The game Winston Davis has been observing almost exclusively from his chair isn't long for this world.
Blake High's 67-31 trouncing of Plant City has been expedited by a state rule requiring the clock to keep running when a team's lead hits 35 points. As the final horn mercifully resonates, Davis carefully rises and falls in line behind Blake's players and two assistants.
He embraces Plant City coach Dale Chambers, then, like the other Yellow Jackets, shakes hands with each Raiders player and staff member. He then slowly walks to the visitors' locker room where, with a soft voice laced with a mild slur, he offers a brief assessment of what he saw.
"That was a good game, fellas, one of our best games," says Davis, standing in a narrow aisle separating two sets of lockers as his players undress. "I saw some movement, some ball movement, defense and some rebounding."
After reminding his players to stay on edge — Blake will play again the next night — Davis pulls a black ski cap over his shaved head, which sports a light vertical scar down the right side, and walks into the mild east Hillsborough County night.
"I feel good," Davis tells a reporter. "I'm a little tired, but it's been a long day."
A 15-hour day to be precise, including 10 minutes in the radiation room at Moffitt Cancer Center. For now, that cancerous brain tumor is toast. Davis' resolve isn't.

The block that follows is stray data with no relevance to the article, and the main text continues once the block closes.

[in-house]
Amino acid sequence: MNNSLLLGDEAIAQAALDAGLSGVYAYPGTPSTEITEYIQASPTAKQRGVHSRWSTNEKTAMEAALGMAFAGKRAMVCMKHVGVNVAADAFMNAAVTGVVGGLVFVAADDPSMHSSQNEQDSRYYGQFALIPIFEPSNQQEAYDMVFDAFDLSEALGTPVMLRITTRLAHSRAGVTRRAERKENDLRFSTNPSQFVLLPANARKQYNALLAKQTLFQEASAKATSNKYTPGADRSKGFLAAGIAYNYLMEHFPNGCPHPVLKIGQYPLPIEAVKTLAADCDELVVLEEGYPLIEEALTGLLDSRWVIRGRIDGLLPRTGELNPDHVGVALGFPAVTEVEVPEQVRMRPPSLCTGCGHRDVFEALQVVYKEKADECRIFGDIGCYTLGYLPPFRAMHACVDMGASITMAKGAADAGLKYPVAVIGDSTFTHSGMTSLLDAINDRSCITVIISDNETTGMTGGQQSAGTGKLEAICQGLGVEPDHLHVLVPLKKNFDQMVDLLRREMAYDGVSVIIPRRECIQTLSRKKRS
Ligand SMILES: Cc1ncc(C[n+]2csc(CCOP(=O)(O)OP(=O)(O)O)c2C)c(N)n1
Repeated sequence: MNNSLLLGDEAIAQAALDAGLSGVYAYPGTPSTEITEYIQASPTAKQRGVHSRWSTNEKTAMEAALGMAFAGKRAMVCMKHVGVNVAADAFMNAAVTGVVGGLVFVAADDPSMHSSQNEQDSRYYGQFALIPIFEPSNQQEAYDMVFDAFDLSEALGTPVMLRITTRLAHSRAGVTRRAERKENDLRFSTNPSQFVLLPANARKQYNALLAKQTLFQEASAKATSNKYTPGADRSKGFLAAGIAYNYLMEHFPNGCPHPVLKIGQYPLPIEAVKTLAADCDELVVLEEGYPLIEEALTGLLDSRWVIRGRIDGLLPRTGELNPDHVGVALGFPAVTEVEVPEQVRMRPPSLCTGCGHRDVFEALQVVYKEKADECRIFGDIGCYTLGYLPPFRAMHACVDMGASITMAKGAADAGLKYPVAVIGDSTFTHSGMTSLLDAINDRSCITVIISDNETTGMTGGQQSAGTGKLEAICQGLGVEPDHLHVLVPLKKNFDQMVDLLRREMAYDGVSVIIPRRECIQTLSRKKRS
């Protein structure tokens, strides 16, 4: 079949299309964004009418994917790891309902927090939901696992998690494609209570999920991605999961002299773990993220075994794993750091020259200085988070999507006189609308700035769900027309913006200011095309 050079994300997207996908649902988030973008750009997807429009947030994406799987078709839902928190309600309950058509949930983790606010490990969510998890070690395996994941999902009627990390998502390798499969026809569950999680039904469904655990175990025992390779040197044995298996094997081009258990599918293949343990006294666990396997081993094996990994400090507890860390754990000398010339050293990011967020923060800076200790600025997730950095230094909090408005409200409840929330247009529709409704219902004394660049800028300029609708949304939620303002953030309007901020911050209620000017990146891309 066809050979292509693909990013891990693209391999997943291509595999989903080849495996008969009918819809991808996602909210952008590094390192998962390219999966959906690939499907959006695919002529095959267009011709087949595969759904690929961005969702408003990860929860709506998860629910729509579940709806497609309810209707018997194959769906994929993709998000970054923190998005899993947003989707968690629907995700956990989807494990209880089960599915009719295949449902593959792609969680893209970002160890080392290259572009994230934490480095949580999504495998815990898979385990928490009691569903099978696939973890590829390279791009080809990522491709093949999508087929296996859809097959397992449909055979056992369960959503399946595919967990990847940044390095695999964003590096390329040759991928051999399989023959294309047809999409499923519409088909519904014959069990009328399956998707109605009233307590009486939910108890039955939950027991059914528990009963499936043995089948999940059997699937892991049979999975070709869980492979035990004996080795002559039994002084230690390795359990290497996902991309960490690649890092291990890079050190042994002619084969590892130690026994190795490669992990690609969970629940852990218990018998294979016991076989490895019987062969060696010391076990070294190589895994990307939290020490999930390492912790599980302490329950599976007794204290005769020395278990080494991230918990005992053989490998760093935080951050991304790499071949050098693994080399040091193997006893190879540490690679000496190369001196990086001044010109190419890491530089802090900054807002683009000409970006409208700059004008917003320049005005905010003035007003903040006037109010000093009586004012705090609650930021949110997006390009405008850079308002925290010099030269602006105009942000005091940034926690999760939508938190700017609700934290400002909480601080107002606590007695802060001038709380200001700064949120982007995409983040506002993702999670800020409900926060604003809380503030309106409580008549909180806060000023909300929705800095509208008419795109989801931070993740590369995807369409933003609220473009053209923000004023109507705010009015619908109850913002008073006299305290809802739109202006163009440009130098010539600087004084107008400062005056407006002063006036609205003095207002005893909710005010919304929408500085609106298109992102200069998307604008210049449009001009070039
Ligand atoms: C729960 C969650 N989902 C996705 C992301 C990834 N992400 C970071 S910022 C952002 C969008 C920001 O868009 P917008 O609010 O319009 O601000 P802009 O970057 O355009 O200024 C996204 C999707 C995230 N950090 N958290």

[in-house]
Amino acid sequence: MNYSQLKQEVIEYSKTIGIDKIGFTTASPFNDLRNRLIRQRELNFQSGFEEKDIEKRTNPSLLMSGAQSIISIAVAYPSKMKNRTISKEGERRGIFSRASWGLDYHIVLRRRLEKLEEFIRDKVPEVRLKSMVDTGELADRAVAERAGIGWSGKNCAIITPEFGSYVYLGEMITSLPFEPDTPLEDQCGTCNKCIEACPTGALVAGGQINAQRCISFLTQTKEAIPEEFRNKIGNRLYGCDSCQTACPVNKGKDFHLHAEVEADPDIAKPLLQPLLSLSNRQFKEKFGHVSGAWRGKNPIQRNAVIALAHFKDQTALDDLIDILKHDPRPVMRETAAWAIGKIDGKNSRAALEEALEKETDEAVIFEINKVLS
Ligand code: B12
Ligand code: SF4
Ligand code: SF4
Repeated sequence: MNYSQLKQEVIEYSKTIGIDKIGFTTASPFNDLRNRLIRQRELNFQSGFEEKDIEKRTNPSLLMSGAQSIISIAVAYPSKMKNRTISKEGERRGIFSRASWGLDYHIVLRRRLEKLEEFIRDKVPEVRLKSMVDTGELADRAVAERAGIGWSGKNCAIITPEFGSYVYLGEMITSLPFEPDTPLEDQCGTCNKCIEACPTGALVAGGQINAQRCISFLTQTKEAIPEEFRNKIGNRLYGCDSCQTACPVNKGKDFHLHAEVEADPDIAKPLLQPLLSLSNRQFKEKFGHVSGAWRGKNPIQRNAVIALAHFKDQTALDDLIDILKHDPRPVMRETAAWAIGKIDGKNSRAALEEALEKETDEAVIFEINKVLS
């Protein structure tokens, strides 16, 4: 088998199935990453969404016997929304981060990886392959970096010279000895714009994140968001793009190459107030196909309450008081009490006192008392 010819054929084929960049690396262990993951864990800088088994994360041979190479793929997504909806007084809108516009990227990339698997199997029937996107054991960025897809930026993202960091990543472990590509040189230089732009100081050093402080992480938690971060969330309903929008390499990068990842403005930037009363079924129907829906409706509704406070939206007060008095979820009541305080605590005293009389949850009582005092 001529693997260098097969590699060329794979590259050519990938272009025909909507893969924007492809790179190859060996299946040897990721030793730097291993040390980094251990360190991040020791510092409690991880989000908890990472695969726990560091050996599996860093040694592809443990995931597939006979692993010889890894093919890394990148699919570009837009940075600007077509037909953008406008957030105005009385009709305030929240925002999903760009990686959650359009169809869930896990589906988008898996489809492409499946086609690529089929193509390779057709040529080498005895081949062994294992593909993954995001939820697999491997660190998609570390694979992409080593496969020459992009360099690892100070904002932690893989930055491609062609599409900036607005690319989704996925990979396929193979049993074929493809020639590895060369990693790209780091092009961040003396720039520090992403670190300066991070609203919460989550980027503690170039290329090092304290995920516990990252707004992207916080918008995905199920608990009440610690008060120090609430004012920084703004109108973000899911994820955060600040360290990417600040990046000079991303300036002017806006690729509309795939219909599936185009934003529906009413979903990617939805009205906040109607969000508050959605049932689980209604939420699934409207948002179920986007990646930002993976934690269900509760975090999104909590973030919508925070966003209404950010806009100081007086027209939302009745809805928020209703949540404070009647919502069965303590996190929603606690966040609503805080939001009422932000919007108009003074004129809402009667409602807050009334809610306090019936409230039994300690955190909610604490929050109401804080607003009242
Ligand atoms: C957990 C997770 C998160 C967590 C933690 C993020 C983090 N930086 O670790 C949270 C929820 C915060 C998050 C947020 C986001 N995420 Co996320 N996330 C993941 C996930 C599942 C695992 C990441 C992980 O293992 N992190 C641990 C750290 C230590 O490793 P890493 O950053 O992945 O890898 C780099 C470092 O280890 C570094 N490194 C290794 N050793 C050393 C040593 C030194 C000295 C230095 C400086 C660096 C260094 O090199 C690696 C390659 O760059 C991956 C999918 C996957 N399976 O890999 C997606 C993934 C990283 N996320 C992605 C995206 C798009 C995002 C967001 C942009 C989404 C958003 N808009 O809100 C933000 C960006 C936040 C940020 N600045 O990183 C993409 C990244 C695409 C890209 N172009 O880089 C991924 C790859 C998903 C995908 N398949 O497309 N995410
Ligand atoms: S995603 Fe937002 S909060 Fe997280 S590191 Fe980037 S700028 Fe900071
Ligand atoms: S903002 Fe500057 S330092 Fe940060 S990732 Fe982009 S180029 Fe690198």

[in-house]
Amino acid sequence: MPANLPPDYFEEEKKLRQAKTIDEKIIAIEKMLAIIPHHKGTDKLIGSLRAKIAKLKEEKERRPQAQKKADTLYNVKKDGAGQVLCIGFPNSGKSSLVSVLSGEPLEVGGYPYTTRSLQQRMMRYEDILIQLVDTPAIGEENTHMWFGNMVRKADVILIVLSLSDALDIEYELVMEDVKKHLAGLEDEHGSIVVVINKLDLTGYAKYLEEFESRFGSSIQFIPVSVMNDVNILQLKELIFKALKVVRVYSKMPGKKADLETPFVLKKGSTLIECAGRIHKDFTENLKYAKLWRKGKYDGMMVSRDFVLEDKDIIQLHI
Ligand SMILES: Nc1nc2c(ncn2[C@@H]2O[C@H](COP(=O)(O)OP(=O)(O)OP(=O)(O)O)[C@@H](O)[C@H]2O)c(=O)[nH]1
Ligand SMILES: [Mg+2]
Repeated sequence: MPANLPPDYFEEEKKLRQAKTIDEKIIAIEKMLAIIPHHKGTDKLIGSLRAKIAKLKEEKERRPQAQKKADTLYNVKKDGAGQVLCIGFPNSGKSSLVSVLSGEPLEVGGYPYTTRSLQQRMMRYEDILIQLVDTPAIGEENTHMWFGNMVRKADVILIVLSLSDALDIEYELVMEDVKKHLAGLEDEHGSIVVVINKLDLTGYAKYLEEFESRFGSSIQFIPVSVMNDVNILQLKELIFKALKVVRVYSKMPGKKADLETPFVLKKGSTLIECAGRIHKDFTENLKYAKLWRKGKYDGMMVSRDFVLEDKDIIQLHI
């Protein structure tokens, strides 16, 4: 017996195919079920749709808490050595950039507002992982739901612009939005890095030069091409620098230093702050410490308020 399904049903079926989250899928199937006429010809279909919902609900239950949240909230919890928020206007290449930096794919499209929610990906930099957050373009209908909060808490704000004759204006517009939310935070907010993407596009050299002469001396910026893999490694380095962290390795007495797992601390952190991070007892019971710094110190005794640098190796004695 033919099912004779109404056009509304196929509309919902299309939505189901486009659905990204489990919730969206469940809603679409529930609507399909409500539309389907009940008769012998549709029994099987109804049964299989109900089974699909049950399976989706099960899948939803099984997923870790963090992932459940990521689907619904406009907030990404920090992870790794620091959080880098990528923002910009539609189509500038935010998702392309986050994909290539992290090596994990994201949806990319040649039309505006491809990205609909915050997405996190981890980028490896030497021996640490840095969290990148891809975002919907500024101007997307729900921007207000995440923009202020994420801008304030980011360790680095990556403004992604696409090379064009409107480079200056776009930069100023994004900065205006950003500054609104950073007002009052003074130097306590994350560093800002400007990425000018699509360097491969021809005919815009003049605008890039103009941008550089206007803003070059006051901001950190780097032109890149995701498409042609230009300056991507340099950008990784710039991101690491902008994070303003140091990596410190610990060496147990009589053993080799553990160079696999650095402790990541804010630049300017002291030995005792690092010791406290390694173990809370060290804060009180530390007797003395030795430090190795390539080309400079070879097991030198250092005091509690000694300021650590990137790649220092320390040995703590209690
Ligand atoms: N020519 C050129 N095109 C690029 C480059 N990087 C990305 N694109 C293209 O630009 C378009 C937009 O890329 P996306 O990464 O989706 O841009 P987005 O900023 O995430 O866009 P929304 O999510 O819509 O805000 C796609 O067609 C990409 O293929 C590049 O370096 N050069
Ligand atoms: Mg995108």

"I'm very amazed," Yellow Jackets junior guard Brandon Channer says. "I see him every day in second period; he's my teacher. If I get sick, I know I'm not going to miss school because he's going through something worse than I am."
Diagnosis be darned
Winston Cornell Davis, 58-year-old father of two and stepdad of one, spent the previous 33 years — first at East Bay, then at Blake — coaching girls and boys basketball. Not a soul would have begrudged him had he chosen to sit out No. 34.
The Friday before Labor Day, Dr. Marian Lauria-Davis received a call from Blake informing her that her husband of nearly 23 years wasn't feeling well and needed to be picked up. She took him to a Brandon hospital, where she says a mass was discovered but surgery wasn't recommended.
Davis returned to work, but Marian sensed something was still wrong.
He was dropping things, leaning to the left a bit when he walked. When you've lived with someone nearly a quarter-century, their nuances grow more profound. His grew more peculiar.
"Your wife would know when things aren't right," Marian said. "You may not be able to describe it with any clarity because you know your kids and your husband and you just know. It was just something out of sorts."
The couple sought the opinion of another doctor, and shortly thereafter Davis was admitted to Tampa General Hospital. On Nov. 4, Davis spent roughly seven hours in an operating room, where doctors removed the tumor — how big, she can't recall — on the right side of his brain.
"He had no tubes," Marian recalled of the first postoperative encounter with her husband. "He had this little Band-Aid on. … The next day he was up in the chair eating (by) himself."
That would be a harbinger of Davis' stubborn determination to get past this, and quickly.